• That can meet current and anticipatable short and medium-term needs now?
• And that can be secure in the face of cybercriminal or other outside intrusion threat?
• And how can you select and build such a system so that it can serve as a source of flexible competitive strength for the overall organization, connecting into and supporting its business model as it is operationally implemented and as it evolves to meet emerging opportunity and challenge?

And I repeat a tiny add-on message from Part 1 and from this posting, above, that this is not all about finding the newest and flashiest and the most disruptively novel overall, from among available possible system components. New and even disruptively novel are context-dependent and finding a novel and break-away effective approach can mean bringing in types of resources in ways that are new in your industry, even if already established in different contexts. And perhaps even more importantly “new” at a systems level can in practice be all about connecting systems together in new and novel ways and regardless of how new or novel any of their component parts might be. Novelty and even the disruptively innovative can be an emergent property at the sub-system or overall systems level, and emerge without any of the basic component parts that enter into it still cutting edge technology. And all of this serves to further expand the range of options that can be fruitfully pursued in developing competitively distinctive systems.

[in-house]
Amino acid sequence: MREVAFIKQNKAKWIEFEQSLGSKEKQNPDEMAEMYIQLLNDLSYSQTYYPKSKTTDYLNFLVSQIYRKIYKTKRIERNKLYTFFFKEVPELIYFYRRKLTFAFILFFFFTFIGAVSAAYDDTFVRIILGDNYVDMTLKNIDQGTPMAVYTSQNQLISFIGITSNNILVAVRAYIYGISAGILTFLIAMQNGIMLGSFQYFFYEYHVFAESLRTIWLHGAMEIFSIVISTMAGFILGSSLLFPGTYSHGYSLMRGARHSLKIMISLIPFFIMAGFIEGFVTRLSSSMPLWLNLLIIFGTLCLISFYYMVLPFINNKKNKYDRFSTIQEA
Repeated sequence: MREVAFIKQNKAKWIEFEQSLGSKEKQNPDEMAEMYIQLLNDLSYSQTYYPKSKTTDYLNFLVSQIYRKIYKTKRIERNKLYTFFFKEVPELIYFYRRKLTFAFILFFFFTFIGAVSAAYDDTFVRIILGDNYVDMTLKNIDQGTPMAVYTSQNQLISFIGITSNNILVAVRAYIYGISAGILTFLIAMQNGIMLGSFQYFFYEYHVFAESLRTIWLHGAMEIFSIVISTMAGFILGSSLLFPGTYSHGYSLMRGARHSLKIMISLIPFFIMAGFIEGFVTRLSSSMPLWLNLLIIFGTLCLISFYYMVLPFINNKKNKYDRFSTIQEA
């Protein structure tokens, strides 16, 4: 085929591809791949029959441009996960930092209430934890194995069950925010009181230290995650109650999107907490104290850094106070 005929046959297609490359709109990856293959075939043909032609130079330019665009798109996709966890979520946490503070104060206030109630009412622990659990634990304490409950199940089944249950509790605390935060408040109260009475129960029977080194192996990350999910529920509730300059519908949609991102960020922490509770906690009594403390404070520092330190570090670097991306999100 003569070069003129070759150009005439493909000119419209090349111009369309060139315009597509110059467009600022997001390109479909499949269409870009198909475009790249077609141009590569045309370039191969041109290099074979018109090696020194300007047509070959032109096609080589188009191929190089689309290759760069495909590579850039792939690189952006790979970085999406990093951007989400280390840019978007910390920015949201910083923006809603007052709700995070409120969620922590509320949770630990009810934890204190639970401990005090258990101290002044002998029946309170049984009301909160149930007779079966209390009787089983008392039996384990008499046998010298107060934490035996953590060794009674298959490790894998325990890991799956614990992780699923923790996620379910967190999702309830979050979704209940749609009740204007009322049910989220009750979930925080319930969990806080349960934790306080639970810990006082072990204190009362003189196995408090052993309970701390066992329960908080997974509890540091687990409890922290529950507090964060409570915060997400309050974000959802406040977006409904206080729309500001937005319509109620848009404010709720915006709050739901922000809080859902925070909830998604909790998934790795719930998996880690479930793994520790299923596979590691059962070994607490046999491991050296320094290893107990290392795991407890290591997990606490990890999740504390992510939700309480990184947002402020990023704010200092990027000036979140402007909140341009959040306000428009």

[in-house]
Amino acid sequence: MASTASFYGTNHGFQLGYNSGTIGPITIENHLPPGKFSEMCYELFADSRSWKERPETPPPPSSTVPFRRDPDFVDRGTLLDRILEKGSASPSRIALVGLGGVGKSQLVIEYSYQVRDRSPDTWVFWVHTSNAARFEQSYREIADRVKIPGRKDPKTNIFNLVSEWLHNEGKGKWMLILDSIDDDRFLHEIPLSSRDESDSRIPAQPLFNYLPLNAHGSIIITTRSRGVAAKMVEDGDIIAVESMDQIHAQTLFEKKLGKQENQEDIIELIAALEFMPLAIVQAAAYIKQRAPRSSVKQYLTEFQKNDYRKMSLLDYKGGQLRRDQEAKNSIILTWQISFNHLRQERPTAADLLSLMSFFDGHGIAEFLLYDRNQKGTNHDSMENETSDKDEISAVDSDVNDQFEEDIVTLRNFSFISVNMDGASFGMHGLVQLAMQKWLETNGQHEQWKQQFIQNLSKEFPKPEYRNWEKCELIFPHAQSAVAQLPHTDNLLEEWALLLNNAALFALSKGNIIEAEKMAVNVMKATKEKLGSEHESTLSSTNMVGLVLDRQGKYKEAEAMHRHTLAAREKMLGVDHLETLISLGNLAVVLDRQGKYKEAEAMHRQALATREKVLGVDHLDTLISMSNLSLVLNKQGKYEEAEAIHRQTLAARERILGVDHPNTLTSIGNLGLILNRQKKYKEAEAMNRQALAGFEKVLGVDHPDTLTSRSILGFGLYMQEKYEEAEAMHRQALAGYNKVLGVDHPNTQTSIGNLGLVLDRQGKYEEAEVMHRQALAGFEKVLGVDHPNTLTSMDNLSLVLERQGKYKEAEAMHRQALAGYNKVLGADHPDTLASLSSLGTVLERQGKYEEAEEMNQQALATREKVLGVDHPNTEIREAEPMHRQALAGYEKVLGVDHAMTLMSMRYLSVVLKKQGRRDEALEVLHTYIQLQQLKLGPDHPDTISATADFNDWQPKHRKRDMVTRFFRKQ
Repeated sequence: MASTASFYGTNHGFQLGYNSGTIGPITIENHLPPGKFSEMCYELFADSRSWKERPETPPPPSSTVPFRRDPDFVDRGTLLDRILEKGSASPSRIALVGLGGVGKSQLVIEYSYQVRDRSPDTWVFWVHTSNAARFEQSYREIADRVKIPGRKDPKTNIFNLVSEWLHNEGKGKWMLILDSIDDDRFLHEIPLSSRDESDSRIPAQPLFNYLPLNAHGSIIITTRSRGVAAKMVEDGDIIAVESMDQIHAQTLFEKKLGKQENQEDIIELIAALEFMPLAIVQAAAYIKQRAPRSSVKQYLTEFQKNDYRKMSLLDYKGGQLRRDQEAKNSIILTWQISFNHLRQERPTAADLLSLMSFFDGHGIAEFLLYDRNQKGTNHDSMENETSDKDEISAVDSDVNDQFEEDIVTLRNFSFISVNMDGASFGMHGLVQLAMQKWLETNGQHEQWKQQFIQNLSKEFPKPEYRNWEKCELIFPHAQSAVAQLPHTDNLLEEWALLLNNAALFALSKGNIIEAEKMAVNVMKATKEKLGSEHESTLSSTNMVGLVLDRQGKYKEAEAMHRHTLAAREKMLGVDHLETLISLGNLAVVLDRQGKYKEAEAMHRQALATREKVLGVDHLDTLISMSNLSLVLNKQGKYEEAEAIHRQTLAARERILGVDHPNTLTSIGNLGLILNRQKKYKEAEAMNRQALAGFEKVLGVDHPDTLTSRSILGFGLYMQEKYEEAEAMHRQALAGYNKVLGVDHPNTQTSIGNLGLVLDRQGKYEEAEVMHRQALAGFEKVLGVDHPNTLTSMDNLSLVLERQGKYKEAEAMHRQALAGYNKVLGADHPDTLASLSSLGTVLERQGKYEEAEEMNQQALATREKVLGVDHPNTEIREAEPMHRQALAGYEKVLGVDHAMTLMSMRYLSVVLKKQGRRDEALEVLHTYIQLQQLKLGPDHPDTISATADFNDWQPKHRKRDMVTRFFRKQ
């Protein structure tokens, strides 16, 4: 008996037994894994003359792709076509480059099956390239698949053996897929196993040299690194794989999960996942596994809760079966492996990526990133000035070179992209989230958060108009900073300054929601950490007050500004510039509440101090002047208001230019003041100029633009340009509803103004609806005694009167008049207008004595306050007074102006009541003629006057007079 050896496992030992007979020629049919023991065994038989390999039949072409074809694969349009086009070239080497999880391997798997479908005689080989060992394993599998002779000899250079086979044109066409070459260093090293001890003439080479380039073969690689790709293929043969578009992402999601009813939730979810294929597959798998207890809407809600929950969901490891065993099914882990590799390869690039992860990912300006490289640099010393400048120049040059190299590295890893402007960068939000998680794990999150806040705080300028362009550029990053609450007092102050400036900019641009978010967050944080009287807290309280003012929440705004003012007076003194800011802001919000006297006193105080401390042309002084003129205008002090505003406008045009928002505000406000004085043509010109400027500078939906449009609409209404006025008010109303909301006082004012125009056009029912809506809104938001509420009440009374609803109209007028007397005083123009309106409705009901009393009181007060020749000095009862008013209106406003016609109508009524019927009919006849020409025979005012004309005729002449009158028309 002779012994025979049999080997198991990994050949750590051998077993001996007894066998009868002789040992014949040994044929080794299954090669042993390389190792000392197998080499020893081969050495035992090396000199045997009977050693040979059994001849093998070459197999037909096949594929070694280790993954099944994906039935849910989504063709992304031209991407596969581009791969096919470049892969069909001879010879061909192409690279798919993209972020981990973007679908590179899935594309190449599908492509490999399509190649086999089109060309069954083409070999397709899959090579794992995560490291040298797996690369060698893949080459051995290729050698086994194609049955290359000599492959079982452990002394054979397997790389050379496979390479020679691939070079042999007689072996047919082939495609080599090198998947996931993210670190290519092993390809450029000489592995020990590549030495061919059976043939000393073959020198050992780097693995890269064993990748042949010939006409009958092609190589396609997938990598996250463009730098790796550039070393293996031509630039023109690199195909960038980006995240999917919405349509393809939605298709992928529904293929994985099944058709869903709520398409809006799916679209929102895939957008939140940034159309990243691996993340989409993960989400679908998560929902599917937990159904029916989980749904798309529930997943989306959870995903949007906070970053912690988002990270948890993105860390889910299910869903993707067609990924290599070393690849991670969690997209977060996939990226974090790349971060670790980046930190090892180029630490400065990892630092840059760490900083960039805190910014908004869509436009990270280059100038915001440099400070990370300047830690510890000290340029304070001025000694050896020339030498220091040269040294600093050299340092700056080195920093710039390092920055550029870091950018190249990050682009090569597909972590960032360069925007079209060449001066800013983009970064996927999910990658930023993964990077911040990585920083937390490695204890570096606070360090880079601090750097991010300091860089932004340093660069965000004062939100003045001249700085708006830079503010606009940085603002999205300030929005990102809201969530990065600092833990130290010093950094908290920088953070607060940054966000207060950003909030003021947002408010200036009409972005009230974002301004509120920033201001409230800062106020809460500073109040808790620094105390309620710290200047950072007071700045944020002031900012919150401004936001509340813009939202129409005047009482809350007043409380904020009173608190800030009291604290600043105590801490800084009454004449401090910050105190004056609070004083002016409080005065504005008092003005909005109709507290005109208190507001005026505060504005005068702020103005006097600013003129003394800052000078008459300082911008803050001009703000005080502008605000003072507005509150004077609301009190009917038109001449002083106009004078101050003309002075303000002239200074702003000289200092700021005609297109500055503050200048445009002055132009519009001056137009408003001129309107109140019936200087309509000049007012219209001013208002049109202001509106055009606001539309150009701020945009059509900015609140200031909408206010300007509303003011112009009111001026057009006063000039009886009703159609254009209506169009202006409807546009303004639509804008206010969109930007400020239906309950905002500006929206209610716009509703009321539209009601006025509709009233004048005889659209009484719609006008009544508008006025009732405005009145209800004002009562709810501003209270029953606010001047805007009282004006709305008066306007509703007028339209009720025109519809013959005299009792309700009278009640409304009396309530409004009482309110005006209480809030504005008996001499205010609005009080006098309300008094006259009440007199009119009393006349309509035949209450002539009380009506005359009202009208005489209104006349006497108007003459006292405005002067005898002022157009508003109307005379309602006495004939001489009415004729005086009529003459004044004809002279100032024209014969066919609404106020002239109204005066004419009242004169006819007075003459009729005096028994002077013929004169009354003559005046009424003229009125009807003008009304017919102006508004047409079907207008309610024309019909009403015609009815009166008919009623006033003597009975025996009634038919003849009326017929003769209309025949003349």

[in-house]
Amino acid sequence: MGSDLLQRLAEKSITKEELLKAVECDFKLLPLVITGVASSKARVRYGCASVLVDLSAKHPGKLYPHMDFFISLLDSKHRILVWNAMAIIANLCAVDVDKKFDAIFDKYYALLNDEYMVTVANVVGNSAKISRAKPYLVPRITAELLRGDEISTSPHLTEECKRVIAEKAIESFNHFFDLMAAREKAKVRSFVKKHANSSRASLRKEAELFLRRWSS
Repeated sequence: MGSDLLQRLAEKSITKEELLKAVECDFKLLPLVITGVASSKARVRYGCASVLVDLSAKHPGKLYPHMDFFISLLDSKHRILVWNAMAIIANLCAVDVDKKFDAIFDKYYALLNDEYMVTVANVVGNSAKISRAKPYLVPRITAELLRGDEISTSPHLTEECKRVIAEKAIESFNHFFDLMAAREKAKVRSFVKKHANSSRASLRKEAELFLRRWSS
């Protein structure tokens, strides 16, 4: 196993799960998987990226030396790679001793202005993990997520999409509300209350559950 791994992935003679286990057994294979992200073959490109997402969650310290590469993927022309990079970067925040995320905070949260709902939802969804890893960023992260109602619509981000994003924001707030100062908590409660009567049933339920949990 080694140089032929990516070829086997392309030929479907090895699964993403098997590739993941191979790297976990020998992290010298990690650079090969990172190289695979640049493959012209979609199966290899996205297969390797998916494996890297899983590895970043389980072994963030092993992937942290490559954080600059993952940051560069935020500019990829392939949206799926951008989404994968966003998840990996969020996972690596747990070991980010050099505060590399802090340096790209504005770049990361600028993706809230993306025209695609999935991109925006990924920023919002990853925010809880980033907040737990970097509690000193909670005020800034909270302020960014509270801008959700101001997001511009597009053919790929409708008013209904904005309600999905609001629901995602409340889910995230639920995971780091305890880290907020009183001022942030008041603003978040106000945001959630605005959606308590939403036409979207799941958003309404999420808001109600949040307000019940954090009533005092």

I am going to continue this discussion in a next installment, where I will approach this set of issues from the perspective of the business model and its information management needs. I will then add in the issues of making information technology infrastructure systems competitively effective in supply chain and other collaborative business-to-business contexts, and in the context of the marketplace with its potential collaborations. Meanwhile, you can find this and related postings at Business Strategy and Operations – 3 and also at Page 1 and Page 2 of that directory. You can also find this and other related material at Ubiquitous Computing and Communications – everywhere all the time 2 and at the first page to that directory.